Mortgage lenders in scramble to beat tax relief clock
BANKS are scrambling to ensure mortgages are drawn down before the end of the year, amid buyers' fears that they will miss the deadline to avail of generous tax relief.
There is a race against time because the relief ends on December 31.
It is worth up to €18,000 for a couple who complete a contract and draw down their mortgage before the deadline.
Banks consulted yesterday said they were working around the clock to complete transactions on time.
But some people are set to lose out as some solicitors' offices had already closed for Christmas, according to Carol Tallon of Buyers Broker, a firm that helps people find homes and complete sales.
She said other applications were set to fall through after banks issued loan offer documents with the wrong addresses or wrong names on them.
The Government has described the tax relief as the "offer of a lifetime".
A spokeswoman for AIB said yesterday that staff were working to ensure no one missed out.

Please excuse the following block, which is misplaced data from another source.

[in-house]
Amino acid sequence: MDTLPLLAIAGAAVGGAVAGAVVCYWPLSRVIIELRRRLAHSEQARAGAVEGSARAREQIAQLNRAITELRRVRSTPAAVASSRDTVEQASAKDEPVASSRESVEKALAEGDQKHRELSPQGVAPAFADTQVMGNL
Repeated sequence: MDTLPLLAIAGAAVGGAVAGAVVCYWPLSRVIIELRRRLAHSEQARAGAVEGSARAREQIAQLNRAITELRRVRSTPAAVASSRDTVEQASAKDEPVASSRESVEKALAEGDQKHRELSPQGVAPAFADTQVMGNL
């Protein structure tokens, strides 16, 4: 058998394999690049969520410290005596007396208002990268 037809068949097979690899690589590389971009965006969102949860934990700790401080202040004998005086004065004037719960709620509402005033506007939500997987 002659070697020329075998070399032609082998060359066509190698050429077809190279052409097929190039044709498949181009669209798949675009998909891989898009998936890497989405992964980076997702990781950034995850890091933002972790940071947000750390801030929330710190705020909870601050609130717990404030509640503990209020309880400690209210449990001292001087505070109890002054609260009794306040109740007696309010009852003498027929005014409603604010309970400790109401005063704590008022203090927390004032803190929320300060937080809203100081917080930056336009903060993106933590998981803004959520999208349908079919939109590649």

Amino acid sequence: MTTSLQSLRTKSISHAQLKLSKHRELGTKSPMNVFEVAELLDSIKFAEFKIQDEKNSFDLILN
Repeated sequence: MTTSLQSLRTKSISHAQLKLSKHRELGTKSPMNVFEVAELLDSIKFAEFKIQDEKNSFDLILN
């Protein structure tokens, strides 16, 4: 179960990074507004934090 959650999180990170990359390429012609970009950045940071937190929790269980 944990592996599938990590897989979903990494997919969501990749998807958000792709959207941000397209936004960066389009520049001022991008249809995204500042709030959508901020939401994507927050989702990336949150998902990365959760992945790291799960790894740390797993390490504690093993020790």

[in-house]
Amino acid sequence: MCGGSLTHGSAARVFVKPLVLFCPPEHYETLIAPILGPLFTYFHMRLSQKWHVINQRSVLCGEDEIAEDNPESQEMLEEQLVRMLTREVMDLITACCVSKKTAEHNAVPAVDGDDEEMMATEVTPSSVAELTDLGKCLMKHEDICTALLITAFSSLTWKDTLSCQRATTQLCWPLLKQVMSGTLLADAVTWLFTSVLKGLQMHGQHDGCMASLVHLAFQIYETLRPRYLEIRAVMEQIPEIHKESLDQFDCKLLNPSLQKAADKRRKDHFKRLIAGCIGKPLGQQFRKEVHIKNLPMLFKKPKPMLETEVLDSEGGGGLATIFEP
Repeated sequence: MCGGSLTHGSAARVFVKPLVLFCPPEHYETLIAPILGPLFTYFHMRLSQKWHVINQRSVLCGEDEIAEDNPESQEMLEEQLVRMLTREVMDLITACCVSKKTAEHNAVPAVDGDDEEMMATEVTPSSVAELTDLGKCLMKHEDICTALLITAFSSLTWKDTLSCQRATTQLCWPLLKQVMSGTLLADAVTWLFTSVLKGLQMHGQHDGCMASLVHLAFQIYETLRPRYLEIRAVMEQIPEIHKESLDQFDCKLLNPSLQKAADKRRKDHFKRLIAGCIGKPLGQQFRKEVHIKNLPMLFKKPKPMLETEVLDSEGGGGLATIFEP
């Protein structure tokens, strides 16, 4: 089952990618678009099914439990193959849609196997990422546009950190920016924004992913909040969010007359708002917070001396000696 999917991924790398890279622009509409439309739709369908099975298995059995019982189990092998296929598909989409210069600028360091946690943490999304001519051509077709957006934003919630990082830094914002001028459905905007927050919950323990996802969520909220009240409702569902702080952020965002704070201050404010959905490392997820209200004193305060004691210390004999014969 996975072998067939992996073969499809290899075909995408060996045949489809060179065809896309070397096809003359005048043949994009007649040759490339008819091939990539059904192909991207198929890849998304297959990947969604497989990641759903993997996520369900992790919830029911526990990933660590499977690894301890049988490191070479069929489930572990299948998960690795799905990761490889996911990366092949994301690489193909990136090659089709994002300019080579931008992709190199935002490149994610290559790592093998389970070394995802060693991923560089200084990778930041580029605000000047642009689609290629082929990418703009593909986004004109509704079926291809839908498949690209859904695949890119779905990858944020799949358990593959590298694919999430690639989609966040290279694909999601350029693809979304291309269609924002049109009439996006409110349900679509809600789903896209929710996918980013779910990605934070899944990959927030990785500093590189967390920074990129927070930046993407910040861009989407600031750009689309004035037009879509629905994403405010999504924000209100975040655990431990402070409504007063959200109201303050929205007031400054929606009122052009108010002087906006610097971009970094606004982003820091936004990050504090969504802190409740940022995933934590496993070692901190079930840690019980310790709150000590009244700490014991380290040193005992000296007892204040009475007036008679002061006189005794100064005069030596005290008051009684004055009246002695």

"AIB aims to turn around a completed application within 24 hours," she said. "There is no truth to the claim that we are not working extremely hard with our customers to ensure they make any deadlines in relation to processing their application."
Bank of Ireland said it had seen a surge in mortgage drawdowns in recent days and weeks.
A spokesman said: "We have communicated the timelines involved over the last number of weeks to ensure staff and customers were aware of what was required to meet the deadlines."
A rash of house sales by year's end is expected to boost mortgage lending figures, but Ms Tallon said she expects a lull in buying in the first two months of next year, with a fall in prices outside of Dublin.
Some buyers not living in the capital had not bothered to avail of the tax relief offer as they feel prices will fall in the new year, she said.
For a new buyer couple buying a €200,000 house, the tax relief could be worth more than €2,000 next year alone.
The scheme means first-time buyers receive mortgage interest relief at 25pc, while for anyone who has previously owned a home the rate is 15pc.
The relief is paid by the Revenue to the mortgage lender for five years, and effectively means borrowers make smaller monthly repayments.
The scheme means a saving of €18,000 over seven years for a couple taking out a €300,000 mortgage at a 4.25pc interest rate if they buy a house before the end of this year.